The atmosphere is rather like an anticlimax after winning a bout. There’s a sort of emptiness, as though he has lost something, in the way Christopher Fairbank walks on the stage as boxing champ Ray in Geoff Thompson’s 60 minute monologue- although he owns the stage with a quietness. But there’s something else too. It’s fear. It’s there in the way he bandages up his hands and forearms, as if preparing to limber up. It’s even there in the calm, almost ritualistic way he takes the old weathered boxing gloves out of his bag and holds them like a baby: the prayer beads, the way he runs them sadly through his fingers as if they are the precious Pyramid Texts themselves.
Much of Ray’s journey, of which he speaks to a small camera positioned in front of him and from which he eyes never stray, is thematically linked to The Pyramid Texts and their ancient Egyptian spells to help travel, fly, animate and protect. Potently, this language is used by Thompson as a continual metaphor to describe Ray’s own relationship with his son, to whom his sad monologue is addressed. Fear is at the heart of everything. Not fear of violence to the physical body we understand: the play shows us how easy it is to ‘wrap’ up the body, glove it and protect it. No, it’s fear of something else: of the soul, identity, existence, these intangible things that no corkscrew punch can touch. We realise it is so easy to win a fight and keep on winning, but that it is so much harder to actually live. There’s a sense that the silhouette of the punch bag hung above Ray’s head is the continual chip on his shoulder in Michael Vale’s production.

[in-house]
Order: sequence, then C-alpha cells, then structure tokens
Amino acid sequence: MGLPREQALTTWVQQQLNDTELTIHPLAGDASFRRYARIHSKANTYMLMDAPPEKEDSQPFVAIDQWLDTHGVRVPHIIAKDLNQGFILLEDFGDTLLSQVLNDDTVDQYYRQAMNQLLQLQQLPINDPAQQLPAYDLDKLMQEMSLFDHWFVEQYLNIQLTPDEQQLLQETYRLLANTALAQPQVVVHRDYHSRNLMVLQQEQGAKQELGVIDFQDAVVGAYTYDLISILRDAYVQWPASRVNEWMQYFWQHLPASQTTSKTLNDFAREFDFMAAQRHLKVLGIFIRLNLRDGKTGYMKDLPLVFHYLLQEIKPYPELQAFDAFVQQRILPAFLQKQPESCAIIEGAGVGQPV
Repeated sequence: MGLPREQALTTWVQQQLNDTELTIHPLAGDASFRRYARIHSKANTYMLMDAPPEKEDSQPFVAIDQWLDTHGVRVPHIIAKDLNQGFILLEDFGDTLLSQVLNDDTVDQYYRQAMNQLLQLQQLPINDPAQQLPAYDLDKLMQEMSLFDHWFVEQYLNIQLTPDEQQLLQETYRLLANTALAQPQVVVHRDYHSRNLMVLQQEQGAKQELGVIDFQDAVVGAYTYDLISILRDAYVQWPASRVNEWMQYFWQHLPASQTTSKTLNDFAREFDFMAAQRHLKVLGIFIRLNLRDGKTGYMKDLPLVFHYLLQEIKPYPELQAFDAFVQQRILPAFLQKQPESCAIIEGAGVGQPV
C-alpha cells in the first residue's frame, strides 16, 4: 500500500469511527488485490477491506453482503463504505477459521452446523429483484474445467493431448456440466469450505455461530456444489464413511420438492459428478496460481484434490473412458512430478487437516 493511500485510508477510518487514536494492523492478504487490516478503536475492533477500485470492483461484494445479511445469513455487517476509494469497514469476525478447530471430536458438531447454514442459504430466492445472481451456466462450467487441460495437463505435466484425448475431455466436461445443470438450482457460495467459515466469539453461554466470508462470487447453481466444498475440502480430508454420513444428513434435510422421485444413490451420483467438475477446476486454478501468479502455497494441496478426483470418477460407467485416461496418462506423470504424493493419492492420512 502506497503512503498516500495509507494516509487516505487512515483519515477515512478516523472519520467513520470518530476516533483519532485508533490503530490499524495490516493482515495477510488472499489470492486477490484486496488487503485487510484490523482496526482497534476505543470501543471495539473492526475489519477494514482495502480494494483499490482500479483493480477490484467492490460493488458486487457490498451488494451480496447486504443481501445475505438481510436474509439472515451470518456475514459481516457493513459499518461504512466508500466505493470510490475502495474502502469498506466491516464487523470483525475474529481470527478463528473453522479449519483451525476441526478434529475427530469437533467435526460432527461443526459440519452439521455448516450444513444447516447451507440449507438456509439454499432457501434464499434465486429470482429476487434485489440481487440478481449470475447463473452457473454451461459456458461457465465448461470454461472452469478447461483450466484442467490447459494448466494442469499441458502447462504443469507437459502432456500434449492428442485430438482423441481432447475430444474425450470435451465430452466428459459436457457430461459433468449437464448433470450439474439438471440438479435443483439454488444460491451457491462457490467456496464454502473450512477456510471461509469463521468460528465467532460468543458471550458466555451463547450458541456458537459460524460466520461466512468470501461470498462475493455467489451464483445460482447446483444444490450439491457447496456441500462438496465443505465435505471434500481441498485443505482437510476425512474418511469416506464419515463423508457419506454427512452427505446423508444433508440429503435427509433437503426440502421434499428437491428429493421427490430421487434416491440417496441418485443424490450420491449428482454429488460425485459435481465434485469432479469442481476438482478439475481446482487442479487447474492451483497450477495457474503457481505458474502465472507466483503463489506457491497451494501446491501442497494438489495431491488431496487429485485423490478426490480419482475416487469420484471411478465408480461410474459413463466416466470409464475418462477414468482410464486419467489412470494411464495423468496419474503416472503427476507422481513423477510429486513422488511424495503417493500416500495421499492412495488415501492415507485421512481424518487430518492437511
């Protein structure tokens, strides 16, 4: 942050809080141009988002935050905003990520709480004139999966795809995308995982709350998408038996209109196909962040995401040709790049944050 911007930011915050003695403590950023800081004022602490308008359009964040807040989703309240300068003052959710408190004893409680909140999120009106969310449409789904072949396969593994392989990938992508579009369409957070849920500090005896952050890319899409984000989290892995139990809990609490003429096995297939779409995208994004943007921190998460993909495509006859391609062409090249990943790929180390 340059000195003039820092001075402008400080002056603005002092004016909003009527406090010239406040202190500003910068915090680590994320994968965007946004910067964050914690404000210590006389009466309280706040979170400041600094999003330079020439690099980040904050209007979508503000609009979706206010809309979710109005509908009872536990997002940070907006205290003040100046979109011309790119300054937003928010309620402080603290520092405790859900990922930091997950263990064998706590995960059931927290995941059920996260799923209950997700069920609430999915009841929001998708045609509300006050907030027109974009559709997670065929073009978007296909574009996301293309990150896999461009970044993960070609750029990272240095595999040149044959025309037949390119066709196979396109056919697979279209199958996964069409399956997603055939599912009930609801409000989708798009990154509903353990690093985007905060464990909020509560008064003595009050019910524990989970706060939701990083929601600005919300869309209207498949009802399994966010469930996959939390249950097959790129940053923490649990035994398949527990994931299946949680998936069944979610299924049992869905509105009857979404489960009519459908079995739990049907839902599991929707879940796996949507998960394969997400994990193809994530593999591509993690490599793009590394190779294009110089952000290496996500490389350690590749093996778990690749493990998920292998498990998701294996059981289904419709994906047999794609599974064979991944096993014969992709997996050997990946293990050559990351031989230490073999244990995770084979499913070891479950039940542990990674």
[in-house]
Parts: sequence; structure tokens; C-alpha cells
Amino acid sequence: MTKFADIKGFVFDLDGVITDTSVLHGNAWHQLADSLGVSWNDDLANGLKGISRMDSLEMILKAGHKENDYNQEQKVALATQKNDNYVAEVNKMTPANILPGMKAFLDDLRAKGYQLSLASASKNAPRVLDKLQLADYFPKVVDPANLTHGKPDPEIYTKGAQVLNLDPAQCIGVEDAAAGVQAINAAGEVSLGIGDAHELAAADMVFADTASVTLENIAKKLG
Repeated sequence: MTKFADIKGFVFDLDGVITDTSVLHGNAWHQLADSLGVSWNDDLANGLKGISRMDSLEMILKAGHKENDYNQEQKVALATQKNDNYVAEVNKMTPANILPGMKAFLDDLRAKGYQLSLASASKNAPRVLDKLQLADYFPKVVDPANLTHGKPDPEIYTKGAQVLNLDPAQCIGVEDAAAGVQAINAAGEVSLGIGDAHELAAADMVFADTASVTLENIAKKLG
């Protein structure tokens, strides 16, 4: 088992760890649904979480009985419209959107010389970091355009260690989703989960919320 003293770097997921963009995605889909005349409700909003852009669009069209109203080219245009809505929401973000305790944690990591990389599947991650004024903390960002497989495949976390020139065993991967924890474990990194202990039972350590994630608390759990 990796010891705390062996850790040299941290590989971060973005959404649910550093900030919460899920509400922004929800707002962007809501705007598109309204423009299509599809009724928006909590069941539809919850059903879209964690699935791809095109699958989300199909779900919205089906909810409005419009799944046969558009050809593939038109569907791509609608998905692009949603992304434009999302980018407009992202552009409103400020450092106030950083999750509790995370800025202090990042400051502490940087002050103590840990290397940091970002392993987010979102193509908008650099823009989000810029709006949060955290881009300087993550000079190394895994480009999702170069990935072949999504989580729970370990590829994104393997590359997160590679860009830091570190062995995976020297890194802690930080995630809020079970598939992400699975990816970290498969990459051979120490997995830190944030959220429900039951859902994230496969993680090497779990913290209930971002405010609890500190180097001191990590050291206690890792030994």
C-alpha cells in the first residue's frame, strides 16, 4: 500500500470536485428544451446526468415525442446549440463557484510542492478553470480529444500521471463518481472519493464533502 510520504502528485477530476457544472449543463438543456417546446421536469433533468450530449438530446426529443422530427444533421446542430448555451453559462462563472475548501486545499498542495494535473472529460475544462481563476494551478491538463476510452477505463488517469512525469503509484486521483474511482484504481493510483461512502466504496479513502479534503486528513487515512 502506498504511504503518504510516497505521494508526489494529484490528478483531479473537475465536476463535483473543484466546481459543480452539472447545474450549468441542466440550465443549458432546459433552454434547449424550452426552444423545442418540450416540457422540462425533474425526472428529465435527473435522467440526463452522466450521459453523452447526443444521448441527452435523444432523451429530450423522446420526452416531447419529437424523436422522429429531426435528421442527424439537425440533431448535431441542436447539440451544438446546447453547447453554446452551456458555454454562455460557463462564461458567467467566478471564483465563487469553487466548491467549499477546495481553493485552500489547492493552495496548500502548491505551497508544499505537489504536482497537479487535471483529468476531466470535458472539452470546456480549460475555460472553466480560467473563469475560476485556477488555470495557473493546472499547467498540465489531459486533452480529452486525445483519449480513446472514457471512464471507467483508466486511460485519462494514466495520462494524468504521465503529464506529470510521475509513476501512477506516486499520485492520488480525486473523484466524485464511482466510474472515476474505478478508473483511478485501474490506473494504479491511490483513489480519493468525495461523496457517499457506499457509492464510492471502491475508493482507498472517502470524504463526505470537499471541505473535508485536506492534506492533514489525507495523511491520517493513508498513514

At times, Fairbank pauses, as if accentuating breaks between actual rounds, as though that is what his monologue has turned out to be for him- a fight for survival. Gradually we start to understand. Why is Ray talking into a camera and recording it as a keepsake? Why are his most treasured possessions gathered around him? We are not given an answer.
Geoff Thompson’s writing is pared back and to the point. It has an aching sadness to it. Christopher Fairbank slowly works himself up to a cacophonous climax that is Ray’s helplessness and frustration. It’s workman like. But this could be the point. The whole thing is a continual limbering up to its sad climax.
venue: Soho Theatre box office: 020 7478 0100/ website until: 20th June
cast includes: Christoper Fairbank
written by: Geoff Thompson
directed by: Michael Vale
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